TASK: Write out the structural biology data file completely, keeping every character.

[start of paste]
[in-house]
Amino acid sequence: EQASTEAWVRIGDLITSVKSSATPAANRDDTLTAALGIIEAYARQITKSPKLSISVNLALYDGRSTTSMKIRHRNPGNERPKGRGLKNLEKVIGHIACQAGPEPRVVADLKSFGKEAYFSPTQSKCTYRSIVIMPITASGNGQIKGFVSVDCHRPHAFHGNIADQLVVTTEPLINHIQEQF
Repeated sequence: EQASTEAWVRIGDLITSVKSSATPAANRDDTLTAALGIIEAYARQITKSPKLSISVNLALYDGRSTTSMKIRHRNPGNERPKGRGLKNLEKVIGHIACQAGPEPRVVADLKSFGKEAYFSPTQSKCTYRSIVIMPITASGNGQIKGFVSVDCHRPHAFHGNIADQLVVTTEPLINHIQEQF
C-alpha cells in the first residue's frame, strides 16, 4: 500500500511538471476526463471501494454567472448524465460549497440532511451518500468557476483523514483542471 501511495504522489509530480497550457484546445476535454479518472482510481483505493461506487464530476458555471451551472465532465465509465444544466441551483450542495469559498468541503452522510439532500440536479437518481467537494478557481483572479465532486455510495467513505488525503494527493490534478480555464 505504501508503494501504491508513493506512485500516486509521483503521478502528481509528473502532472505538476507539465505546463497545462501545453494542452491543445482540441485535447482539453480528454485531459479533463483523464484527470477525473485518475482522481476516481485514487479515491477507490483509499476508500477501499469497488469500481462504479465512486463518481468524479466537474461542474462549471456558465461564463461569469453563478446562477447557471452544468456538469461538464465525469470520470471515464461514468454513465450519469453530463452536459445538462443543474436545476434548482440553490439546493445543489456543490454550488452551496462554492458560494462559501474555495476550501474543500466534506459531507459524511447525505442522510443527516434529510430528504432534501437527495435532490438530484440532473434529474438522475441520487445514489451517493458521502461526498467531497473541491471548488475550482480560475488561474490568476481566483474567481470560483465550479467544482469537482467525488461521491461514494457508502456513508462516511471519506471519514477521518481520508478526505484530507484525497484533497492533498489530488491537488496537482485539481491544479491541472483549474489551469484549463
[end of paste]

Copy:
[in-house]
Amino acid sequence: EQASTEAWVRIGDLITSVKSSATPAANRDDTLTAALGIIEAYARQITKSPKLSISVNLALYDGRSTTSMKIRHRNPGNERPKGRGLKNLEKVIGHIACQAGPEPRVVADLKSFGKEAYFSPTQSKCTYRSIVIMPITASGNGQIKGFVSVDCHRPHAFHGNIADQLVVTTEPLINHIQEQF
Repeated sequence: EQASTEAWVRIGDLITSVKSSATPAANRDDTLTAALGIIEAYARQITKSPKLSISVNLALYDGRSTTSMKIRHRNPGNERPKGRGLKNLEKVIGHIACQAGPEPRVVADLKSFGKEAYFSPTQSKCTYRSIVIMPITASGNGQIKGFVSVDCHRPHAFHGNIADQLVVTTEPLINHIQEQF
C-alpha cells in the first residue's frame, strides 16, 4: 500500500511538471476526463471501494454567472448524465460549497440532511451518500468557476483523514483542471 501511495504522489509530480497550457484546445476535454479518472482510481483505493461506487464530476458555471451551472465532465465509465444544466441551483450542495469559498468541503452522510439532500440536479437518481467537494478557481483572479465532486455510495467513505488525503494527493490534478480555464 505504501508503494501504491508513493506512485500516486509521483503521478502528481509528473502532472505538476507539465505546463497545462501545453494542452491543445482540441485535447482539453480528454485531459479533463483523464484527470477525473485518475482522481476516481485514487479515491477507490483509499476508500477501499469497488469500481462504479465512486463518481468524479466537474461542474462549471456558465461564463461569469453563478446562477447557471452544468456538469461538464465525469470520470471515464461514468454513465450519469453530463452536459445538462443543474436545476434548482440553490439546493445543489456543490454550488452551496462554492458560494462559501474555495476550501474543500466534506459531507459524511447525505442522510443527516434529510430528504432534501437527495435532490438530484440532473434529474438522475441520487445514489451517493458521502461526498467531497473541491471548488475550482480560475488561474490568476481566483474567481470560483465550479467544482469537482467525488461521491461514494457508502456513508462516511471519506471519514477521518481520508478526505484530507484525497484533497492533498489530488491537488496537482485539481491544479491541472483549474489551469484549463